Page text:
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Sunday, January 31, 2010

I Want A War Tax

It used to mean something when the United States declared war. Take taxes, for instance: Teh Global War On Terrorizzms™ is the first time in recorded history that a nation went to war while cutting taxes.

...Actually, come to think of it there wasn't technically a "war." There wasn't a Declaration of War, after all, but a "resolution" allowing "operations." We started calling wars "operations" a long time ago because "police action" was unacceptable, and so was war. See, we had this big, long Cold War that conditioned us to pretend conflict wasn't warfare, and forgot to fix that after Operations Desert Storm/Shield.

We really ought to end that.

I'd like to see a day when statutory limits keep the number of deployed Americans low. Granted that we will always need brave men and women to guard us -- and sometimes rescue us. There are a thousand thousand thousand reasons why it is good to have soldiers, sailors, pilots, and specialists. No blog could hold all the reasons.

And yet it would be nice to have a limit, and the way to do that is create a disincentive for warfare.

We need a war tax.

How do you strike the balance? I think this is fair: set a mandatory limit on how many Americans can be deployed or employed abroad in support of military operations without a progressive surtax on the top 2% of income earners. I use "progressive" in the non-political sense here, as what I'm talking about would hit billionaires harder than millionaires.

Why? Because money talks, is why, and the sooner Lloyd Blankfein has a reason to use his company's new citizenship powers to encourage bipartisan support for an end to foreign adventures, the better.

And it's a point of pride. The president says he wants to get the hell out of Afghanistan starting in 2011, which means we have a limited time to do better than we've done. And as I said, it used to mean something when the United States went to war.


Wednesday, January 27, 2010

Cal Thomas Recognizes Overreach

Conservative Cal Thomas says of the Supreme Court decision Citizens United v Federal Election Commission: "What makes the ruling and the march ironic is that the 1973 court...downgraded a human fetus to the level of nonperson, while the modern court has invested "personhood" in corporations. Does anyone else see a contradiction or at least a moral inconsistency in these two rulings?"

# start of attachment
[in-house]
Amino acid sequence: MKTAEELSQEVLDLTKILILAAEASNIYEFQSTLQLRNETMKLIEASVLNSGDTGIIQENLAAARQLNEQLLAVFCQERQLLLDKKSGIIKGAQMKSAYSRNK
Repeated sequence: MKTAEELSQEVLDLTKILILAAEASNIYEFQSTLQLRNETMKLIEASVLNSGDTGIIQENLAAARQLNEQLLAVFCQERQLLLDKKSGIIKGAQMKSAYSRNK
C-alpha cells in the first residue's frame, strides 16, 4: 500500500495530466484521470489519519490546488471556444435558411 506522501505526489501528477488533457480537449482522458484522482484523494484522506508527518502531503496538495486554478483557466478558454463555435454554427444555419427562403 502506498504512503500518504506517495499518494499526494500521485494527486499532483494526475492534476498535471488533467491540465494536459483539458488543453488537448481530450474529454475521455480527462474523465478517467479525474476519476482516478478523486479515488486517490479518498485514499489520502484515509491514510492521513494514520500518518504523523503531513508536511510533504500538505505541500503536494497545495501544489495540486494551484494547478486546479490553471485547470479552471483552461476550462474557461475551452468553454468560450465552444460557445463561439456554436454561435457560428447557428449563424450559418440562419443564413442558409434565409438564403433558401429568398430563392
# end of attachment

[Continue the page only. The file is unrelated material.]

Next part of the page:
Thomas is a rare conservative to admit a problem; most say it's the greatest blow for freedom since Plessy v Ferguson. Thomas is also correct to suggest the decision is judicial overreach every bit as awful as he holds Roe v Wade to be.

The very name Citizens United is Orwellian doublespeak. The ruling culminates a decades-long campaign by conservative groups like the Heritage Foundation, corporate trade associations, and assorted right-wing think tanks. It is "grounded" in the 14th Amendment, which was specifically intended to establish the rights of former slaves.

And what of these corporate "persons?" For instance, when a person sells $40 billion of toxic waste that blows up the global economy, bets on who dies first, declares an emergency to accept government help, and amasses the world's largest fortune in the process, we generally hound them to the ends of the Earth and relieve them of their accounts. Yet this comic book supervillain has a name: Goldman-Sachs. The Supreme Court has announced this psychopathic "person" has the same rights accorded to me by the Constitution. Actually, it has more rights than we do: corporations quite literally get away with murder. Blackwater, too is now a "person."

This happy state of affairs comes courtesy of a movement Thomas has abetted his entire adult life. They said, 'be afraid of Big Brother!' while endowing little brothers with unelected and unaccountable power. To this end Thomas has said much of a "right to life;" but his movement has designed a world in which that right ends at birth, leaving us all on our own against the little brothers.

I find Cal Thomas to be a contradiction, or at least a moral inconsistency.

Sunday, January 24, 2010

Somebody Chain This beast


It will be an interesting morning. Pardon me while I engage in a Santelli rant, but the Supreme Court has just gone too far.

"Citizens United v Federal Election Commission" is naked doublespeak of the first order, and a judicial overreach of epic proportions. Last time I checked, a "citizen" of the United States was defined as a single biological human being. Not a corporation or a union or a church or a community organization, but a person that has exactly one life and identity.

The decision is the end result of a long campaign by radical reconstructionists of the right. It rests on the ridiculous 19th Century legal fiction that corporations are persons. This abomination of legalese is "grounded" in the 14th Amendment, which clearly states: